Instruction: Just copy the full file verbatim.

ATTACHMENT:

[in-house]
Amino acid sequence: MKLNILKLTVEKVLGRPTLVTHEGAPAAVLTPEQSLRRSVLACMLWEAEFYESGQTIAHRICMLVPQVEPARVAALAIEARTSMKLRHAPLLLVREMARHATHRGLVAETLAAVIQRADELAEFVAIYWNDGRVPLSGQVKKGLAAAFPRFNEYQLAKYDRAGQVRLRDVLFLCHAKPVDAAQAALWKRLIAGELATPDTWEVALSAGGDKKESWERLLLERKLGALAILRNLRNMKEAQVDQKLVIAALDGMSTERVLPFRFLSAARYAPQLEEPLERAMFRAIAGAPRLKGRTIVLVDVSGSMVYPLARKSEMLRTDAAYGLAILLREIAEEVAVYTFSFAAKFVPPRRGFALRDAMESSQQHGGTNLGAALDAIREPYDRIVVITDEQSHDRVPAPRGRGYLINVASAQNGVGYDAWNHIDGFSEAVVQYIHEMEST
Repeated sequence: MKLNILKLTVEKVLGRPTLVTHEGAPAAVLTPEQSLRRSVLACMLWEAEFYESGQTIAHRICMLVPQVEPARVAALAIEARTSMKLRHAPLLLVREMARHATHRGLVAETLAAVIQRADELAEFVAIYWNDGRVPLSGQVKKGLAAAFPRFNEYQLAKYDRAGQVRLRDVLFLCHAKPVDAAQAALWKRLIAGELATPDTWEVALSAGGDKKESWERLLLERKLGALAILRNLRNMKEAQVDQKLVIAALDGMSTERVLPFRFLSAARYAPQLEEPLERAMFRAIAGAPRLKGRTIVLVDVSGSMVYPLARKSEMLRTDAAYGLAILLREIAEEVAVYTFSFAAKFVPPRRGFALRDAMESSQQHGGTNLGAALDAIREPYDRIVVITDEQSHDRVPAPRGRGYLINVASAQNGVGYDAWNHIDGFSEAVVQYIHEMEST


[in-house]
Amino acid sequence: MKLNILKLTVEKVLGRPTLVTHEGAPAAVLTPEQSLRRSVLACMLWEAEFYESGQTIAHRICMLVPQVEPARVAALAIEARTSMKLRHAPLLLVREMARHATHRGLVAETLAAVIQRADELAEFVAIYWNDGRVPLSGQVKKGLAAAFPRFNEYQLAKYDRAGQVRLRDVLFLCHAKPVDAAQAALWKRLIAGELATPDTWEVALSAGGDKKESWERLLLERKLGALAILRNLRNMKEAQVDQKLVIAALDGMSTERVLPFRFLSAARYAPQLEEPLERAMFRAIAGAPRLKGRTIVLVDVSGSMVYPLARKSEMLRTDAAYGLAILLREIAEEVAVYTFSFAAKFVPPRRGFALRDAMESSQQHGGTNLGAALDAIREPYDRIVVITDEQSHDRVPAPRGRGYLINVASAQNGVGYDAWNHIDGFSEAVVQYIHEMEST
Repeated sequence: MKLNILKLTVEKVLGRPTLVTHEGAPAAVLTPEQSLRRSVLACMLWEAEFYESGQTIAHRICMLVPQVEPARVAALAIEARTSMKLRHAPLLLVREMARHATHRGLVAETLAAVIQRADELAEFVAIYWNDGRVPLSGQVKKGLAAAFPRFNEYQLAKYDRAGQVRLRDVLFLCHAKPVDAAQAALWKRLIAGELATPDTWEVALSAGGDKKESWERLLLERKLGALAILRNLRNMKEAQVDQKLVIAALDGMSTERVLPFRFLSAARYAPQLEEPLERAMFRAIAGAPRLKGRTIVLVDVSGSMVYPLARKSEMLRTDAAYGLAILLREIAEEVAVYTFSFAAKFVPPRRGFALRDAMESSQQHGGTNLGAALDAIREPYDRIVVITDEQSHDRVPAPRGRGYLINVASAQNGVGYDAWNHIDGFSEAVVQYIHEMEST